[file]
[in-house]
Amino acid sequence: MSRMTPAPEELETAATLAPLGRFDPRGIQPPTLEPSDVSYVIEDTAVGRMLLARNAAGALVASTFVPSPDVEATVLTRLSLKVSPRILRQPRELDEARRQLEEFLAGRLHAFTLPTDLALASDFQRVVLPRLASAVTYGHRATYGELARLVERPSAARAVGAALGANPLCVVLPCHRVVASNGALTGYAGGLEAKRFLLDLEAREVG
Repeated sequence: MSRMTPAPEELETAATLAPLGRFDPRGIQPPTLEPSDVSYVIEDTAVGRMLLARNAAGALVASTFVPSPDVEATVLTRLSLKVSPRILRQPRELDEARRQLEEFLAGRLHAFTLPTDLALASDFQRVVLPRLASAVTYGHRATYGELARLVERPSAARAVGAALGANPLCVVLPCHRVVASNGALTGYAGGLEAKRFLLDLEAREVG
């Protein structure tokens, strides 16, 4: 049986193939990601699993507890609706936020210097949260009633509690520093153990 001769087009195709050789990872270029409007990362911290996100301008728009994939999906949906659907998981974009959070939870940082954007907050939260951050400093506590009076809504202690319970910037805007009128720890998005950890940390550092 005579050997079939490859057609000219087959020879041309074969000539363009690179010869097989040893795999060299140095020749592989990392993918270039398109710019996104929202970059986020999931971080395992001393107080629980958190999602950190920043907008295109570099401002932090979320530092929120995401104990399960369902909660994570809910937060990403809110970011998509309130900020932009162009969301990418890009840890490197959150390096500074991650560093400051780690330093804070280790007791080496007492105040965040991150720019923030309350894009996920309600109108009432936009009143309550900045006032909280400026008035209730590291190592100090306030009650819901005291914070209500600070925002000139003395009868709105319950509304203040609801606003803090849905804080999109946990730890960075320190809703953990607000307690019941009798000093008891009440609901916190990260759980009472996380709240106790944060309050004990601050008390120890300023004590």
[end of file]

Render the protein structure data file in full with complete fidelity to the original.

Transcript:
[in-house]
Amino acid sequence: MSRMTPAPEELETAATLAPLGRFDPRGIQPPTLEPSDVSYVIEDTAVGRMLLARNAAGALVASTFVPSPDVEATVLTRLSLKVSPRILRQPRELDEARRQLEEFLAGRLHAFTLPTDLALASDFQRVVLPRLASAVTYGHRATYGELARLVERPSAARAVGAALGANPLCVVLPCHRVVASNGALTGYAGGLEAKRFLLDLEAREVG
Repeated sequence: MSRMTPAPEELETAATLAPLGRFDPRGIQPPTLEPSDVSYVIEDTAVGRMLLARNAAGALVASTFVPSPDVEATVLTRLSLKVSPRILRQPRELDEARRQLEEFLAGRLHAFTLPTDLALASDFQRVVLPRLASAVTYGHRATYGELARLVERPSAARAVGAALGANPLCVVLPCHRVVASNGALTGYAGGLEAKRFLLDLEAREVG
């Protein structure tokens, strides 16, 4: 049986193939990601699993507890609706936020210097949260009633509690520093153990 001769087009195709050789990872270029409007990362911290996100301008728009994939999906949906659907998981974009959070939870940082954007907050939260951050400093506590009076809504202690319970910037805007009128720890998005950890940390550092 005579050997079939490859057609000219087959020879041309074969000539363009690179010869097989040893795999060299140095020749592989990392993918270039398109710019996104929202970059986020999931971080395992001393107080629980958190999602950190920043907008295109570099401002932090979320530092929120995401104990399960369902909660994570809910937060990403809110970011998509309130900020932009162009969301990418890009840890490197959150390096500074991650560093400051780690330093804070280790007791080496007492105040965040991150720019923030309350894009996920309600109108009432936009009143309550900045006032909280400026008035209730590291190592100090306030009650819901005291914070209500600070925002000139003395009868709105319950509304203040609801606003803090849905804080999109946990730890960075320190809703953990607000307690019941009798000093008891009440609901916190990260759980009472996380709240106790944060309050004990601050008390120890300023004590």